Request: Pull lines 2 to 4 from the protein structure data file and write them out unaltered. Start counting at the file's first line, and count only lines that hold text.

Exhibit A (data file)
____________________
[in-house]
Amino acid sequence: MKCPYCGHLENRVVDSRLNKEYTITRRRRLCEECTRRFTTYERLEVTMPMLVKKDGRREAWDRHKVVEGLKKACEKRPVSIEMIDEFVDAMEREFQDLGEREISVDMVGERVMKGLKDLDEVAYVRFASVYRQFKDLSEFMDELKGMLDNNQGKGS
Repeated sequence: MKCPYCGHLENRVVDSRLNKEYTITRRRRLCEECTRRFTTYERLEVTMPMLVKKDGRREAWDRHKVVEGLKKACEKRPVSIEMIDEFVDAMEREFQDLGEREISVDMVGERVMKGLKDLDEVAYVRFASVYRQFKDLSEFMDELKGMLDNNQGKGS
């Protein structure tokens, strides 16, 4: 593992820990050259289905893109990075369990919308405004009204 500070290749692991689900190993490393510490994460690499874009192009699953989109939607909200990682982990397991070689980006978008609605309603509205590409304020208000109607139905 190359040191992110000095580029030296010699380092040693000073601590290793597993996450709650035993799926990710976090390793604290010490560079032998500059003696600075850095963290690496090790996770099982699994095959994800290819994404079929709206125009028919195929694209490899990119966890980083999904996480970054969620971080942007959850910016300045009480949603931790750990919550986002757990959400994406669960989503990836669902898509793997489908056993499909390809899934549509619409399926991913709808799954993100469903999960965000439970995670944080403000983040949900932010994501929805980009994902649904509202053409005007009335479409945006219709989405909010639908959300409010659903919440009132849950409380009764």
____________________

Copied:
Amino acid sequence: MKCPYCGHLENRVVDSRLNKEYTITRRRRLCEECTRRFTTYERLEVTMPMLVKKDGRREAWDRHKVVEGLKKACEKRPVSIEMIDEFVDAMEREFQDLGEREISVDMVGERVMKGLKDLDEVAYVRFASVYRQFKDLSEFMDELKGMLDNNQGKGS
Repeated sequence: MKCPYCGHLENRVVDSRLNKEYTITRRRRLCEECTRRFTTYERLEVTMPMLVKKDGRREAWDRHKVVEGLKKACEKRPVSIEMIDEFVDAMEREFQDLGEREISVDMVGERVMKGLKDLDEVAYVRFASVYRQFKDLSEFMDELKGMLDNNQGKGS
């Protein structure tokens, strides 16, 4: 593992820990050259289905893109990075369990919308405004009204 500070290749692991689900190993490393510490994460690499874009192009699953989109939607909200990682982990397991070689980006978008609605309603509205590409304020208000109607139905 190359040191992110000095580029030296010699380092040693000073601590290793597993996450709650035993799926990710976090390793604290010490560079032998500059003696600075850095963290690496090790996770099982699994095959994800290819994404079929709206125009028919195929694209490899990119966890980083999904996480970054969620971080942007959850910016300045009480949603931790750990919550986002757990959400994406669960989503990836669902898509793997489908056993499909390809899934549509619409399926991913709808799954993100469903999960965000439970995670944080403000983040949900932010994501929805980009994902649904509202053409005007009335479409945006219709989405909010639908959300409010659903919440009132849950409380009764």